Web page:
Who was it who finally declared that Henry's marriage to Catherine was never true?

Who did he say he was now married to (they married in secret)?

Was she pregnant?

If yes, did she have a baby? What was its gender/ name?

What year did this happen in?

43 of 62

The Reformation

  • Thomas Cranmer (These actions had directly challanged the Pope. In the years 1533-6 all links with Rome and England were broken. This was not easy as it took Henry a long time to believe that he could revolutionise the relationship between church and state.
  • Anne Boleyn
  • Yes, By January 1535 she knew she was pregnant, and had it in September 1535.
  • Yes, September 1535, Girl (to Henry's disappointment), Elizabeth
  • 1535
44 of 62

The Reformation - The Break with Rome

3.

Do you think that Henry originally set out to break with Rome?

Why do you think that it eventually happened?

45 of 62

The Reformation - The Break with Rome

  • The break with Rome would not have been easy as it took Henry a long time to believe that he could revolutionise the relationship between the Curch and State.
  • However, as it happened in stages, (his initial plan had not been breaking with Rome) events just followed each other.
  • Some historians' argue that "the divorce was the occasion rather than the cause of the ending of papal power in England, and that (by implication at least) it ould have happened about the same time whether or not Henry had had marital problems to resolve" - Elton.
46 of 62

The Reformation - The Break with Rome

3.

Who carried out the official Break with Rome?

Give some information about him.

47 of 62

The Reformation - The Break with Rome

  • Thomas Cromwell
  • By 1531 he was a member of the King's council and by 1534 became the King's secrater and Master of the Rolls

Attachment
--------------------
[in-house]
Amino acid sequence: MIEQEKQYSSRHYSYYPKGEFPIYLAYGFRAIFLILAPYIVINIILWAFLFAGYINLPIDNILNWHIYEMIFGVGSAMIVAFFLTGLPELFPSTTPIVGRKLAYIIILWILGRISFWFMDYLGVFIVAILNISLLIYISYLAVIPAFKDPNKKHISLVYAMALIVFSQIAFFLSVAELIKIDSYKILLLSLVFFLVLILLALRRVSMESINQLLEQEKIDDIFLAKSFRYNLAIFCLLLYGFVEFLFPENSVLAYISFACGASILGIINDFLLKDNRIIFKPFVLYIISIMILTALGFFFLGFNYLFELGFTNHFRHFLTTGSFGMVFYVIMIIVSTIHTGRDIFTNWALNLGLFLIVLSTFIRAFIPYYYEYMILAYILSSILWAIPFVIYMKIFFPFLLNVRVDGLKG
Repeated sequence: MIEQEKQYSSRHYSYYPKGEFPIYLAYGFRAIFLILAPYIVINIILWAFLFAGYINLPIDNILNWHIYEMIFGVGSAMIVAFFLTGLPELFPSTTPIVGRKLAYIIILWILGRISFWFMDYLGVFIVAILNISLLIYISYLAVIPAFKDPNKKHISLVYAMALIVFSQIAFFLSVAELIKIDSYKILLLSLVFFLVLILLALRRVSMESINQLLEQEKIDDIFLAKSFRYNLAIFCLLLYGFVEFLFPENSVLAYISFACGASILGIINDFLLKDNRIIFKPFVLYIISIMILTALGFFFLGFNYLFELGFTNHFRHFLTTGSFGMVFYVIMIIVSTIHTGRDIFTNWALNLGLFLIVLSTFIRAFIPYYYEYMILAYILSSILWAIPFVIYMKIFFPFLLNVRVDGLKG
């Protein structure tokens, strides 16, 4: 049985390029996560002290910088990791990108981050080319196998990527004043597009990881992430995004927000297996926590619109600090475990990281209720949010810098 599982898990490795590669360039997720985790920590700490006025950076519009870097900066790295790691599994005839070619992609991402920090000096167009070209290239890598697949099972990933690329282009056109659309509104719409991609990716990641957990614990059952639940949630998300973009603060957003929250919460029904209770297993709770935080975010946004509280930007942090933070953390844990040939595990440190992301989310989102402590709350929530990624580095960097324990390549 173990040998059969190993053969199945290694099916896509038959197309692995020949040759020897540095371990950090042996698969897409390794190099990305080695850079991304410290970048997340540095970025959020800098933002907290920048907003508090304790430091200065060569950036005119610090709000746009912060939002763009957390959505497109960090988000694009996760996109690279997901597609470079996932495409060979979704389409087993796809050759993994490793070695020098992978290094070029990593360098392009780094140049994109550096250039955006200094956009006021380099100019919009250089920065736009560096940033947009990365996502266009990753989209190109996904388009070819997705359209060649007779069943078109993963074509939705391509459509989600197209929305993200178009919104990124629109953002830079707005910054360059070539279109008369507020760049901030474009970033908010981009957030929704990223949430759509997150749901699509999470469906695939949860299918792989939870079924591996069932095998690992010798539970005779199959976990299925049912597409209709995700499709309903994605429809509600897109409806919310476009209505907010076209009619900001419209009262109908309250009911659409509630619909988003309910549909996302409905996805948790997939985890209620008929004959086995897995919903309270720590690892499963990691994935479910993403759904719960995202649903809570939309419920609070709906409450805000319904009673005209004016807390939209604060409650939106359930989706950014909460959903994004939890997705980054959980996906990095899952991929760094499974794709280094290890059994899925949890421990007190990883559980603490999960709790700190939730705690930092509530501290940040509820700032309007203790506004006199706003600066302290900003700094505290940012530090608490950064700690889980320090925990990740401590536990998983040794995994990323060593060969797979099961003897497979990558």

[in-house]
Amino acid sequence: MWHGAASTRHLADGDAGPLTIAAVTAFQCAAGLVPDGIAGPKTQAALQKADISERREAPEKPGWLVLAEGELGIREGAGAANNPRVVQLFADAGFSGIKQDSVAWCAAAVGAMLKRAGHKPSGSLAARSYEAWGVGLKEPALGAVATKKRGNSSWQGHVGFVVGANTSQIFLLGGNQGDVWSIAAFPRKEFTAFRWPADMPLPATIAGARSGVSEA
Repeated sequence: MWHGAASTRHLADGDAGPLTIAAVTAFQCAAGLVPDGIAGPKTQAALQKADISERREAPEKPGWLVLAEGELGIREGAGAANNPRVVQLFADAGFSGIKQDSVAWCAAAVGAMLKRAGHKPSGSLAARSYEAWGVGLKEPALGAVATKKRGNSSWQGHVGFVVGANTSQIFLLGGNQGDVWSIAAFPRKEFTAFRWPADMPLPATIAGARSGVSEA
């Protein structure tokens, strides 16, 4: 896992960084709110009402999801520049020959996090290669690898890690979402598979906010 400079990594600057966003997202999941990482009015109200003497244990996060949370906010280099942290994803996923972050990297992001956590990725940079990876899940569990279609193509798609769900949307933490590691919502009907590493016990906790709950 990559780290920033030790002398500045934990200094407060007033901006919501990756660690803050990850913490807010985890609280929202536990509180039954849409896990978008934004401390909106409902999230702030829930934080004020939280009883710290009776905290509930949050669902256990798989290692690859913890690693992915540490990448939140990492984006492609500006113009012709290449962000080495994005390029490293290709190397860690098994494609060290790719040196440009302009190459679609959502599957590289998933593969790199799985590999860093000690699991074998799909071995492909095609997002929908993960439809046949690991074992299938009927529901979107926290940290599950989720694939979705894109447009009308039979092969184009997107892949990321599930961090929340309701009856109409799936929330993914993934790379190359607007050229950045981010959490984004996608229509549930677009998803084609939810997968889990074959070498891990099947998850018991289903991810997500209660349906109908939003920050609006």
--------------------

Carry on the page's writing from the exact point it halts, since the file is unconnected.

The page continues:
• He was now at the center of affaires.
48 of 62

The Reformation - The Break with Rome

3.

There were a series of Acts of Parliament which brought about the financial independence of the church of England from papal authority.  

Mention the acts which occurd in 1533.

49 of 62

The Reformation - The Break with Rome

April 1533

  • The Act in Restraint of Appeals (The Act of Appeals) - No appeals were to be made from England to Rome in matters concerning wills, marriages, or payments to the church. The furtherst they could go would be the Archbishop. This act made it possible for Cranmer to decide the King's case at Dunstable (when Henry's marriage to Catherine of Aragon was said to have never happened) and may have been active preparation for the Act that partly decided the consummation of Henry's realtionship with Anne.
50 of 62

The Reformation - The Break with Rome

3.

There were a series of Acts of Parliament which brought about the financial independence of the church of England from papal authority.  

Mention the acts which occurd in 1534.

51 of 62

The Reformation - The Break with Rome

March 1534

  • Act of Dispensations - No payments to Rome, any dispensations that may have come from Rome were to be issued by the Archbishop of Canterbury.
  • Act of Submission of the Clergy - repeated details of the submission of 1532.
  • First succession Act - First succession lay with the heirs of Anne Boleyn, then any other wife, after Elizabeth and her children, then any other daughters that might be born. Subjects had to take an oath accepting these rules and legitimacy of the King's marriage to Anne Boleyn. Any words against the king or title or marriage would be accounted high treason.

November 1534

  • Act of Supremacy - Henry was supreme head of the church
  • Treason Act - It was high treason to threaten Henry, Anne or his heirs in words, writing or deeds to deny him his titles or to acuse him of being a heretic, tyrant or usurper.
  • Act of first fruits and Tenths - First year income from church office and a tenth of all clerical income would be paid to the King.
52 of 62

The Reformation - The Break with Rome

3.

There were a series of Acts of Parliament which brought about the financial independence of the church of England from papal authority.  

Mention the acts which occurd in 1536.

53 of 62

The Reformation - The Break with Rome

1536